Planning for Growth at S&S Air
After Chris completed the ratio analysis for S&S Air, Mark and Todd approached him about planning for next year's sales. The company had historically used little planning for investment needs. As a result, the company experienced some challenging times because of cash flow problems. The lack of planning resulted in missed sales, as well as periods when Mark and Todd were unable to draw salaries. To this end, they would like Chris to prepare a financial plan for the next year so the company can begin to address any outside investment requirements. The income statement and balance sheet are shown here:
S&S Air, Inc.
2006 Income Statement
Sales $ 21,785,300
Cost of goods sold 15,874,700
Other expenses 2,762,500
EBIT $ 2,171,900
Taxable income $ 1,830,300
Taxes (40%) 732,120
Net income $ 1,098,180
Add to retained earnings 658,908
S&S Air, Inc.
2006 Balance Sheet
Assets Liabilities and Equity
Current assets Current liabilities
Cash $ 315,000 Accounts payable $ 635,000
Accounts receivable 506,000 Notes payable 1,450,000
Inventory 740,800 Total current liabilities $ 2,085,000
Total current assets $ 1,561,800
Long-term debt $ 3,800,000
Net plant and equipment $ 11,516,000 Shareholder equity
Common stock $ 250,000
Retained earnings 6,942,800
Total equity $ 7,192,800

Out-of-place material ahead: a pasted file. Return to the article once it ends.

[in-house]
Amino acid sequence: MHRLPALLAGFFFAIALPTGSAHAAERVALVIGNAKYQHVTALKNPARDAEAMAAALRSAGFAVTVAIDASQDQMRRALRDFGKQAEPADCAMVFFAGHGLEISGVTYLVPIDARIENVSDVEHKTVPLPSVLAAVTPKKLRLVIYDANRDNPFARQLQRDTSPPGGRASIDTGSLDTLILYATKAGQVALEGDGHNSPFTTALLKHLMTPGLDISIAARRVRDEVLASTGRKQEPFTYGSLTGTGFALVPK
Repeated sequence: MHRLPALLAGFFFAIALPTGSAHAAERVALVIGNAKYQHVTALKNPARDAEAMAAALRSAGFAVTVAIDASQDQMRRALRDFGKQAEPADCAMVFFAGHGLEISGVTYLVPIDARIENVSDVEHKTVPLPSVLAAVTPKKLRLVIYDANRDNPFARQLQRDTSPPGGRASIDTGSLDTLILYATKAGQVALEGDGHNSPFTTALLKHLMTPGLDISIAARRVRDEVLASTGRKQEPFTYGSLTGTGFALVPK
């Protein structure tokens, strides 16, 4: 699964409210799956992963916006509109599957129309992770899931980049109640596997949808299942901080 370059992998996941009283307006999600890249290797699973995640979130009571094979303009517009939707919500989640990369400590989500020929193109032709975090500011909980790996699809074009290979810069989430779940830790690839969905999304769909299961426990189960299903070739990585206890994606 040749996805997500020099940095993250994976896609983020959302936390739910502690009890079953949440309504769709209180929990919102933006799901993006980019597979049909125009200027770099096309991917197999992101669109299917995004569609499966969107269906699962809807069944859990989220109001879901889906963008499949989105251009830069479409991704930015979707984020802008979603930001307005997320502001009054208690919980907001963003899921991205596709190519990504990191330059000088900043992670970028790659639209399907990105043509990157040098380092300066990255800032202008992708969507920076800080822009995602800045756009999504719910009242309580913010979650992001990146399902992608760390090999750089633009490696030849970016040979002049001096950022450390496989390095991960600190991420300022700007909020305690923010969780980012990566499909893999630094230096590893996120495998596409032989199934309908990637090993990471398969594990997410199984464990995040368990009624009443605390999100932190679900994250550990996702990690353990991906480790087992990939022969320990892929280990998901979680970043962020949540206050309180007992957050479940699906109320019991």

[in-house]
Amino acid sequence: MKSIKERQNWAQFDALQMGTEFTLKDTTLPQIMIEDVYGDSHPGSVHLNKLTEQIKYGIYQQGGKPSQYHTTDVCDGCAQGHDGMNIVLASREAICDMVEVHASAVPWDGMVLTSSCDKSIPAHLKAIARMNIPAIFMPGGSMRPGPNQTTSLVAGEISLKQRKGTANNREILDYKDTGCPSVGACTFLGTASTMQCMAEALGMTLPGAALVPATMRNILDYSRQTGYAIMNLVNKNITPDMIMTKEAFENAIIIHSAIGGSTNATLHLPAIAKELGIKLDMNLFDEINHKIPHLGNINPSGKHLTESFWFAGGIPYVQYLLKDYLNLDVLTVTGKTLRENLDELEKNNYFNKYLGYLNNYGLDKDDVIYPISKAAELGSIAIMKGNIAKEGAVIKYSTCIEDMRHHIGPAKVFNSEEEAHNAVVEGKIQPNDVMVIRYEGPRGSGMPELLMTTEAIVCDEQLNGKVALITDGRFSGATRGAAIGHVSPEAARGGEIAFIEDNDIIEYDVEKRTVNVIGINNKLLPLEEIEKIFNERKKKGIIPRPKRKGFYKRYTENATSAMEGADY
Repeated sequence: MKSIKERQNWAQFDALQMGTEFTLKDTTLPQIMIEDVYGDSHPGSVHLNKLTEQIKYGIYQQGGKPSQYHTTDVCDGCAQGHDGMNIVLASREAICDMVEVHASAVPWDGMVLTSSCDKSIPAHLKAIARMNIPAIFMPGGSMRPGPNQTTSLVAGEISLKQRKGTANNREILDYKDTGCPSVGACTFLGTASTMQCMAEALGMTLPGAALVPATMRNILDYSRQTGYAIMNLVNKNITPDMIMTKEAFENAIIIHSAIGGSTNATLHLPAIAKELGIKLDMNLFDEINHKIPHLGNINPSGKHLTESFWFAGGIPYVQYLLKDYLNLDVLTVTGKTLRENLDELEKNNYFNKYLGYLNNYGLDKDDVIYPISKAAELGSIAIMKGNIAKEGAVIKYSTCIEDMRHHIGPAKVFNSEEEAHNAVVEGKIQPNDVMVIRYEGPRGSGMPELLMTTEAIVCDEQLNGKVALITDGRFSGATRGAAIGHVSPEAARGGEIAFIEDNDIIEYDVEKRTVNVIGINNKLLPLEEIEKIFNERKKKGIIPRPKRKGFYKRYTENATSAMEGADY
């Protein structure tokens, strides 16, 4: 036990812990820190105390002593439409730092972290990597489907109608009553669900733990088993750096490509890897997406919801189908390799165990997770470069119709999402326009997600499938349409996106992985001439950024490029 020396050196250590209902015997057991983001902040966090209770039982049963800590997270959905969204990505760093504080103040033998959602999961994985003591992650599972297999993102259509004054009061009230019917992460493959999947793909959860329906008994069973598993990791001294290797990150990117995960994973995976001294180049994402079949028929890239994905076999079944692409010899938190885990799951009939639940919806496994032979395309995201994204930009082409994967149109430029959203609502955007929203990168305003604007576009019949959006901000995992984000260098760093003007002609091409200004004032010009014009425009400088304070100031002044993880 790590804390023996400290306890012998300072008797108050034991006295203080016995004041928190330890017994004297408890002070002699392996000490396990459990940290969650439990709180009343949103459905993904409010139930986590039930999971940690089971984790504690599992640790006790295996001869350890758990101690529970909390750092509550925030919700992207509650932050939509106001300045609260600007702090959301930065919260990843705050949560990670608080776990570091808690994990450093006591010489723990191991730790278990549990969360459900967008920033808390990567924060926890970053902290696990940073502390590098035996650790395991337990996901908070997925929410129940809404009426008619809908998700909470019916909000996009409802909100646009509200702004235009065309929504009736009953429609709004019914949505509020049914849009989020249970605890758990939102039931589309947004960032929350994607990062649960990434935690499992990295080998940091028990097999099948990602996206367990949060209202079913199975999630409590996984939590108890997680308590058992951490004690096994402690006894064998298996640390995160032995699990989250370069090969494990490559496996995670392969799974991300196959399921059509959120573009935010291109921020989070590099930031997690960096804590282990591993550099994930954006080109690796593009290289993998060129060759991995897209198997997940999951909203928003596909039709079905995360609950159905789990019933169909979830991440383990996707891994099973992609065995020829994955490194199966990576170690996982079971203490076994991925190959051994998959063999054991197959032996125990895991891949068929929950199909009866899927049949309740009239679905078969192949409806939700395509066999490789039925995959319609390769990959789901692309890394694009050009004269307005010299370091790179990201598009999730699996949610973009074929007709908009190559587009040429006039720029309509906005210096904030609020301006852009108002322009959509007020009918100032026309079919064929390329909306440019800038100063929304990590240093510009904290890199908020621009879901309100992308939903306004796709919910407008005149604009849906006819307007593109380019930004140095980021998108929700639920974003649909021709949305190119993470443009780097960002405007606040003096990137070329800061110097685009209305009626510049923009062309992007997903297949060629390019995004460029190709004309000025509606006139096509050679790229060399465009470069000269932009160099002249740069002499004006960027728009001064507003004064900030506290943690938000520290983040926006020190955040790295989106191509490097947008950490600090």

Total assets $ 13,077,800 Total liabilities and equity $13,077,800
1. Calculate the internal growth rate and sustainable growth rate for S&S Air. What do these numbers mean?
2. S&S Air is planning for a growth rate of 12 percent next year. Calculate the EFN for the company assuming the company is operating at full capacity. Can the company's sales increase at this growth rate?
3. Most assets can be increased as a percentage of sales. For instance, cash can be increased by any amount. However, fi xed assets must be increased in specific amounts because it is impossible, as a practical matter, to buy part of a new plant or machine. In this case, a company has a "staircase" or "lumpy" fixed cost structure. Assume S&S Air is currently producing at 100 percent capacity. As a result, to increase production, the company must set up an entirely new line at a cost of $4,000,000. Calculate the new EFN with this assumption. What does this imply about capacity utilization for the company next year?
The solution explains the calculation of internal growth rate and EFN